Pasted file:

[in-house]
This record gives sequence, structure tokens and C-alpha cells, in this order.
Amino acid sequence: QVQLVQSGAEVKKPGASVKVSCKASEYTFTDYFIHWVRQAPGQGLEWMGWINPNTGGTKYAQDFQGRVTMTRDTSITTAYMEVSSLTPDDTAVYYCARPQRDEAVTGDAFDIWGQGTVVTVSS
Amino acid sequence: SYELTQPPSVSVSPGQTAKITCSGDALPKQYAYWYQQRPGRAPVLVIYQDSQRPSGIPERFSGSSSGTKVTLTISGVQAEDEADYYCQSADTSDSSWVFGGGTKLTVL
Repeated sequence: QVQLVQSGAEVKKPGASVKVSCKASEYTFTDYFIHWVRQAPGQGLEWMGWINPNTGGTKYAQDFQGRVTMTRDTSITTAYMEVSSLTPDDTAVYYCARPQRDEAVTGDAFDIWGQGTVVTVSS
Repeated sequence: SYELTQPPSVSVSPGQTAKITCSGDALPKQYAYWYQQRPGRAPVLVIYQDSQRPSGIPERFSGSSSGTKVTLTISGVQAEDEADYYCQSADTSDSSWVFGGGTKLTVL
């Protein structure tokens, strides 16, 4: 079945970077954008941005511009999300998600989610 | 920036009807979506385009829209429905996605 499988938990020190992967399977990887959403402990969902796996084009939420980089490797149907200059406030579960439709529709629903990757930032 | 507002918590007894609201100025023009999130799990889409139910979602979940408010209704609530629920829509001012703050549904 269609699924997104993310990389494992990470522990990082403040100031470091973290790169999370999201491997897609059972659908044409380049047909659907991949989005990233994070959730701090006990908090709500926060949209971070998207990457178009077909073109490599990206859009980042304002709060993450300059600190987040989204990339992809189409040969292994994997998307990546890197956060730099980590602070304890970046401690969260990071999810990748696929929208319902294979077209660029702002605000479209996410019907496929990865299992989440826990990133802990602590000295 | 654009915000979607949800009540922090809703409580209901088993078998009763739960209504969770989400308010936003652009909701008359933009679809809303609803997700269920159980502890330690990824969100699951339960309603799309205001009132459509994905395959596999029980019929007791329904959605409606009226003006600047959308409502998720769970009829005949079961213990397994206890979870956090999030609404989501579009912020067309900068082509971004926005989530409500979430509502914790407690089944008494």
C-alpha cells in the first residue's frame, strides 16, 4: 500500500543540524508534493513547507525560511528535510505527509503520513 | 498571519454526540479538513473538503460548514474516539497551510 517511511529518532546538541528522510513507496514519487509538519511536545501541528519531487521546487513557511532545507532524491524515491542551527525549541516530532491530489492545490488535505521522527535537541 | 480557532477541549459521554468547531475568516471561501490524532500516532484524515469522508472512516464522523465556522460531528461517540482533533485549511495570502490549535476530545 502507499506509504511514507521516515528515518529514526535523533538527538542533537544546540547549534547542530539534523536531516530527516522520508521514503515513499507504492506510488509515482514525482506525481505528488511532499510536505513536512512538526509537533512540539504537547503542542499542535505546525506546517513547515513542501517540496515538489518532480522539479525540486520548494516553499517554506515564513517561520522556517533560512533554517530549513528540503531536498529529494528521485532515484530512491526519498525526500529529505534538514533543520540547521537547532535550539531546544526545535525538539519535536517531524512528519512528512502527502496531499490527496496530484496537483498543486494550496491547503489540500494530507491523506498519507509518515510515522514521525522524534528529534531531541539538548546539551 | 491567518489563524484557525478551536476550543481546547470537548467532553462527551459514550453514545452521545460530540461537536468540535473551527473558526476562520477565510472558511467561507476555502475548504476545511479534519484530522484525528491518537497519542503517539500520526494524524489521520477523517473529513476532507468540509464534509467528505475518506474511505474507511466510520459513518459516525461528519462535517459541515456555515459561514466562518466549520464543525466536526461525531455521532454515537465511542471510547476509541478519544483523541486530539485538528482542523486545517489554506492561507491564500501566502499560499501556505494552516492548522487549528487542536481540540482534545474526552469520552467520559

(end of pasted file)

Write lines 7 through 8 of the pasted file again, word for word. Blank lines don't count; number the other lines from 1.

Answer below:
């Protein structure tokens, strides 16, 4: 079945970077954008941005511009999300998600989610 | 920036009807979506385009829209429905996605 499988938990020190992967399977990887959403402990969902796996084009939420980089490797149907200059406030579960439709529709629903990757930032 | 507002918590007894609201100025023009999130799990889409139910979602979940408010209704609530629920829509001012703050549904 269609699924997104993310990389494992990470522990990082403040100031470091973290790169999370999201491997897609059972659908044409380049047909659907991949989005990233994070959730701090006990908090709500926060949209971070998207990457178009077909073109490599990206859009980042304002709060993450300059600190987040989204990339992809189409040969292994994997998307990546890197956060730099980590602070304890970046401690969260990071999810990748696929929208319902294979077209660029702002605000479209996410019907496929990865299992989440826990990133802990602590000295 | 654009915000979607949800009540922090809703409580209901088993078998009763739960209504969770989400308010936003652009909701008359933009679809809303609803997700269920159980502890330690990824969100699951339960309603799309205001009132459509994905395959596999029980019929007791329904959605409606009226003006600047959308409502998720769970009829005949079961213990397994206890979870956090999030609404989501579009912020067309900068082509971004926005989530409500979430509502914790407690089944008494």
C-alpha cells in the first residue's frame, strides 16, 4: 500500500543540524508534493513547507525560511528535510505527509503520513 | 498571519454526540479538513473538503460548514474516539497551510 517511511529518532546538541528522510513507496514519487509538519511536545501541528519531487521546487513557511532545507532524491524515491542551527525549541516530532491530489492545490488535505521522527535537541 | 480557532477541549459521554468547531475568516471561501490524532500516532484524515469522508472512516464522523465556522460531528461517540482533533485549511495570502490549535476530545 502507499506509504511514507521516515528515518529514526535523533538527538542533537544546540547549534547542530539534523536531516530527516522520508521514503515513499507504492506510488509515482514525482506525481505528488511532499510536505513536512512538526509537533512540539504537547503542542499542535505546525506546517513547515513542501517540496515538489518532480522539479525540486520548494516553499517554506515564513517561520522556517533560512533554517530549513528540503531536498529529494528521485532515484530512491526519498525526500529529505534538514533543520540547521537547532535550539531546544526545535525538539519535536517531524512528519512528512502527502496531499490527496496530484496537483498543486494550496491547503489540500494530507491523506498519507509518515510515522514521525522524534528529534531531541539538548546539551 | 491567518489563524484557525478551536476550543481546547470537548467532553462527551459514550453514545452521545460530540461537536468540535473551527473558526476562520477565510472558511467561507476555502475548504476545511479534519484530522484525528491518537497519542503517539500520526494524524489521520477523517473529513476532507468540509464534509467528505475518506474511505474507511466510520459513518459516525461528519462535517459541515456555515459561514466562518466549520464543525466536526461525531455521532454515537465511542471510547476509541478519544483523541486530539485538528482542523486545517489554506492561507491564500501566502499560499501556505494552516492548522487549528487542536481540540482534545474526552469520552467520559